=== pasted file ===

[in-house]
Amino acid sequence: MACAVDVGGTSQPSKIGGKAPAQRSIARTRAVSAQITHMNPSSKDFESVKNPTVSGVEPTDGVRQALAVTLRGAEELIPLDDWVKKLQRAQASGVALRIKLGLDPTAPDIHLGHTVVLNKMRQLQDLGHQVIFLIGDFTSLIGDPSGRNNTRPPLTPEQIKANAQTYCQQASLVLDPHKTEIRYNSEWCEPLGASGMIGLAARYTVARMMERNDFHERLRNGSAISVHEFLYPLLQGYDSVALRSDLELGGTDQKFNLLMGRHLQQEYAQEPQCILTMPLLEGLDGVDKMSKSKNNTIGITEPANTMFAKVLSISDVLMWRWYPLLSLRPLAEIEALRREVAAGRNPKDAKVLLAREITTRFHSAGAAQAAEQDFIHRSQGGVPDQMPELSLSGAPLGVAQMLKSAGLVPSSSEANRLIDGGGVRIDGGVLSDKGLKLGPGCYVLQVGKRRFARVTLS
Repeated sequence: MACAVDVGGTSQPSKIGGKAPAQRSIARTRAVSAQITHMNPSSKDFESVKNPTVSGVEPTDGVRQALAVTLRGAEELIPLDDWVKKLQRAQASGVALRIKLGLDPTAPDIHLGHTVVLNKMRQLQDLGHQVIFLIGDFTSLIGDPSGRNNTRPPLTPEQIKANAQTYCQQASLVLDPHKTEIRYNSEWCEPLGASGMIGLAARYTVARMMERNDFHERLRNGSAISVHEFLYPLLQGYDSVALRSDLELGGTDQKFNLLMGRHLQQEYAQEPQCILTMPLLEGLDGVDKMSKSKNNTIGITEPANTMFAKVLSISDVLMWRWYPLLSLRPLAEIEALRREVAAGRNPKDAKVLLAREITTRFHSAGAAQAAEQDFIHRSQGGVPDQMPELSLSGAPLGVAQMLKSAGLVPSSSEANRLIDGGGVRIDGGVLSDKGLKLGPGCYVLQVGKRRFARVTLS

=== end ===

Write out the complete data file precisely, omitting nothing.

[in-house]
Amino acid sequence: MACAVDVGGTSQPSKIGGKAPAQRSIARTRAVSAQITHMNPSSKDFESVKNPTVSGVEPTDGVRQALAVTLRGAEELIPLDDWVKKLQRAQASGVALRIKLGLDPTAPDIHLGHTVVLNKMRQLQDLGHQVIFLIGDFTSLIGDPSGRNNTRPPLTPEQIKANAQTYCQQASLVLDPHKTEIRYNSEWCEPLGASGMIGLAARYTVARMMERNDFHERLRNGSAISVHEFLYPLLQGYDSVALRSDLELGGTDQKFNLLMGRHLQQEYAQEPQCILTMPLLEGLDGVDKMSKSKNNTIGITEPANTMFAKVLSISDVLMWRWYPLLSLRPLAEIEALRREVAAGRNPKDAKVLLAREITTRFHSAGAAQAAEQDFIHRSQGGVPDQMPELSLSGAPLGVAQMLKSAGLVPSSSEANRLIDGGGVRIDGGVLSDKGLKLGPGCYVLQVGKRRFARVTLS
Repeated sequence: MACAVDVGGTSQPSKIGGKAPAQRSIARTRAVSAQITHMNPSSKDFESVKNPTVSGVEPTDGVRQALAVTLRGAEELIPLDDWVKKLQRAQASGVALRIKLGLDPTAPDIHLGHTVVLNKMRQLQDLGHQVIFLIGDFTSLIGDPSGRNNTRPPLTPEQIKANAQTYCQQASLVLDPHKTEIRYNSEWCEPLGASGMIGLAARYTVARMMERNDFHERLRNGSAISVHEFLYPLLQGYDSVALRSDLELGGTDQKFNLLMGRHLQQEYAQEPQCILTMPLLEGLDGVDKMSKSKNNTIGITEPANTMFAKVLSISDVLMWRWYPLLSLRPLAEIEALRREVAAGRNPKDAKVLLAREITTRFHSAGAAQAAEQDFIHRSQGGVPDQMPELSLSGAPLGVAQMLKSAGLVPSSSEANRLIDGGGVRIDGGVLSDKGLKLGPGCYVLQVGKRRFARVTLS